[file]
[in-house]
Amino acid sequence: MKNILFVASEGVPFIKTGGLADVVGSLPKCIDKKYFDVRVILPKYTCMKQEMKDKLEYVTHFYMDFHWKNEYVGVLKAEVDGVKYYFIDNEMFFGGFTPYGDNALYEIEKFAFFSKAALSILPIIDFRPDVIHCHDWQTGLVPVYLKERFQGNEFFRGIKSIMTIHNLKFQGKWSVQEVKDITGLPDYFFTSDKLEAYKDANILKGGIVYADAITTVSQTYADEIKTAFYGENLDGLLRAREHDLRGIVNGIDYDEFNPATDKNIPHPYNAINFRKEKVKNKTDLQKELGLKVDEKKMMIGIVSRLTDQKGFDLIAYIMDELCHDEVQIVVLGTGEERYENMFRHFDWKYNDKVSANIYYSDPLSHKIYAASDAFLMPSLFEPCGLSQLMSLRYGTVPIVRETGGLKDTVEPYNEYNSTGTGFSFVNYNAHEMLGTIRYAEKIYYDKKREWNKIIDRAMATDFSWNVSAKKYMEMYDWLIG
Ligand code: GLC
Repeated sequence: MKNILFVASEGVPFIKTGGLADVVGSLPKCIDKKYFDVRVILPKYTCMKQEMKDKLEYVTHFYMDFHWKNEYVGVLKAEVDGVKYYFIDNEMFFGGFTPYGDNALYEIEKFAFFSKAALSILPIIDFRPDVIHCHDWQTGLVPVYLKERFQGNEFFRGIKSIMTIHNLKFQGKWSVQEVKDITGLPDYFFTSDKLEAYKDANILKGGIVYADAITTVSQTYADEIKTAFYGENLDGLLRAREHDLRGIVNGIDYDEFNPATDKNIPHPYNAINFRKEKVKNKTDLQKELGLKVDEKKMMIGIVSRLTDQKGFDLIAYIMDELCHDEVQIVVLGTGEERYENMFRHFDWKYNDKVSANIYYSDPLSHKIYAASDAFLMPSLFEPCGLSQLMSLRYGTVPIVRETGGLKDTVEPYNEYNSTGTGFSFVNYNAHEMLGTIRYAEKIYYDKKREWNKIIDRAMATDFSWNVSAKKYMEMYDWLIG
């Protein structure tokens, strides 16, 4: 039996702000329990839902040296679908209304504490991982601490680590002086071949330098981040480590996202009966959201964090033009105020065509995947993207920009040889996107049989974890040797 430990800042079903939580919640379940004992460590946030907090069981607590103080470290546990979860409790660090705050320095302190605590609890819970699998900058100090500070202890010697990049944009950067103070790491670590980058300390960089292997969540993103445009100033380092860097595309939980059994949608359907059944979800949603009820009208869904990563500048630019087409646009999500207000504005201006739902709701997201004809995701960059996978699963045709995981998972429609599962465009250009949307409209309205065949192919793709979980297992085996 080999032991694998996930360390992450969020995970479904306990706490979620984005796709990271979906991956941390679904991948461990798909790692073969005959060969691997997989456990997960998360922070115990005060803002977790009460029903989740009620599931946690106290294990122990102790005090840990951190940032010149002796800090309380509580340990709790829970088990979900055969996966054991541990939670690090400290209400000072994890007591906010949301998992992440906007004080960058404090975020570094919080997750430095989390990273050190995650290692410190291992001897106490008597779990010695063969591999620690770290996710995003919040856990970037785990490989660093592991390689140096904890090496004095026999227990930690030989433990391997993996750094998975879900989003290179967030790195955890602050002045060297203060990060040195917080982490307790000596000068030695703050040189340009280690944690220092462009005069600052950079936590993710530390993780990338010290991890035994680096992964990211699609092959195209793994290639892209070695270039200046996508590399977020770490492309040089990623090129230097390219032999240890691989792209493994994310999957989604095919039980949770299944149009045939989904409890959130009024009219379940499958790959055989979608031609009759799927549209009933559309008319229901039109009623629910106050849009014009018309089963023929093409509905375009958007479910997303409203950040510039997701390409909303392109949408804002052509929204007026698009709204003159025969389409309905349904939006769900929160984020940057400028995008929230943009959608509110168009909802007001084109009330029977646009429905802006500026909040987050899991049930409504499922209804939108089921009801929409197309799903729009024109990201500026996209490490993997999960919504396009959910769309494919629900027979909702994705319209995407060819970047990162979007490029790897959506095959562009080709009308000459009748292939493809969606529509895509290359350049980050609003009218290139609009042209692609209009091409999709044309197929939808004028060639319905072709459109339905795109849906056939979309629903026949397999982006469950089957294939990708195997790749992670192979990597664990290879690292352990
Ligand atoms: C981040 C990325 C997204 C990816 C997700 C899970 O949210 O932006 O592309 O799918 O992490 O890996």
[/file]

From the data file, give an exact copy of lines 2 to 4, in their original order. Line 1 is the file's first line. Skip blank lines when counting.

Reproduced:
Amino acid sequence: MKNILFVASEGVPFIKTGGLADVVGSLPKCIDKKYFDVRVILPKYTCMKQEMKDKLEYVTHFYMDFHWKNEYVGVLKAEVDGVKYYFIDNEMFFGGFTPYGDNALYEIEKFAFFSKAALSILPIIDFRPDVIHCHDWQTGLVPVYLKERFQGNEFFRGIKSIMTIHNLKFQGKWSVQEVKDITGLPDYFFTSDKLEAYKDANILKGGIVYADAITTVSQTYADEIKTAFYGENLDGLLRAREHDLRGIVNGIDYDEFNPATDKNIPHPYNAINFRKEKVKNKTDLQKELGLKVDEKKMMIGIVSRLTDQKGFDLIAYIMDELCHDEVQIVVLGTGEERYENMFRHFDWKYNDKVSANIYYSDPLSHKIYAASDAFLMPSLFEPCGLSQLMSLRYGTVPIVRETGGLKDTVEPYNEYNSTGTGFSFVNYNAHEMLGTIRYAEKIYYDKKREWNKIIDRAMATDFSWNVSAKKYMEMYDWLIG
Ligand code: GLC
Repeated sequence: MKNILFVASEGVPFIKTGGLADVVGSLPKCIDKKYFDVRVILPKYTCMKQEMKDKLEYVTHFYMDFHWKNEYVGVLKAEVDGVKYYFIDNEMFFGGFTPYGDNALYEIEKFAFFSKAALSILPIIDFRPDVIHCHDWQTGLVPVYLKERFQGNEFFRGIKSIMTIHNLKFQGKWSVQEVKDITGLPDYFFTSDKLEAYKDANILKGGIVYADAITTVSQTYADEIKTAFYGENLDGLLRAREHDLRGIVNGIDYDEFNPATDKNIPHPYNAINFRKEKVKNKTDLQKELGLKVDEKKMMIGIVSRLTDQKGFDLIAYIMDELCHDEVQIVVLGTGEERYENMFRHFDWKYNDKVSANIYYSDPLSHKIYAASDAFLMPSLFEPCGLSQLMSLRYGTVPIVRETGGLKDTVEPYNEYNSTGTGFSFVNYNAHEMLGTIRYAEKIYYDKKREWNKIIDRAMATDFSWNVSAKKYMEMYDWLIG